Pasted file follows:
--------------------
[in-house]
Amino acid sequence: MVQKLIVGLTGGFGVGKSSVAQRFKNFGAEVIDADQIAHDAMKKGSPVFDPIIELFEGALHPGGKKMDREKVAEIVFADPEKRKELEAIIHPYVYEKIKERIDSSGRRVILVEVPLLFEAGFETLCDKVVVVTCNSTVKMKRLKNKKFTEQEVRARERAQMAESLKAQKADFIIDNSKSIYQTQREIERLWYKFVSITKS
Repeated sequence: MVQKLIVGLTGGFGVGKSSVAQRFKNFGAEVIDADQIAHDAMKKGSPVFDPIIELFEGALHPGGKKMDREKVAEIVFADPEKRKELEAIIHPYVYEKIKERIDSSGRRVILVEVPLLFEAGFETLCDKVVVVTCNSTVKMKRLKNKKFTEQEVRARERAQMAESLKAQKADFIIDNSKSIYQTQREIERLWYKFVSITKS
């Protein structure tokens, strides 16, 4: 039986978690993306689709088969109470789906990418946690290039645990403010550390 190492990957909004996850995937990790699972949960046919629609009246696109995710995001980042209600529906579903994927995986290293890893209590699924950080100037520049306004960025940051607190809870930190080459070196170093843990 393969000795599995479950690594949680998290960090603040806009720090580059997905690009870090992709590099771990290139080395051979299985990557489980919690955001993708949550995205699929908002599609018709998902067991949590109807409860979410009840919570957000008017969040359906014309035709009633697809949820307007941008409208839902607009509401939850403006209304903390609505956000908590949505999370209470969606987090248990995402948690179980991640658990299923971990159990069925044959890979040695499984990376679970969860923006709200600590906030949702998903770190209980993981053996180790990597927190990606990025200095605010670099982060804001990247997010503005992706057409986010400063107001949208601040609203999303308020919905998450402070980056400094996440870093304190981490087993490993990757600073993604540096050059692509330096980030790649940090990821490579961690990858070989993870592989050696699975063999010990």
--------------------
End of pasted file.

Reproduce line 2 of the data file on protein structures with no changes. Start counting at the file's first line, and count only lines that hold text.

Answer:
Amino acid sequence: MVQKLIVGLTGGFGVGKSSVAQRFKNFGAEVIDADQIAHDAMKKGSPVFDPIIELFEGALHPGGKKMDREKVAEIVFADPEKRKELEAIIHPYVYEKIKERIDSSGRRVILVEVPLLFEAGFETLCDKVVVVTCNSTVKMKRLKNKKFTEQEVRARERAQMAESLKAQKADFIIDNSKSIYQTQREIERLWYKFVSITKS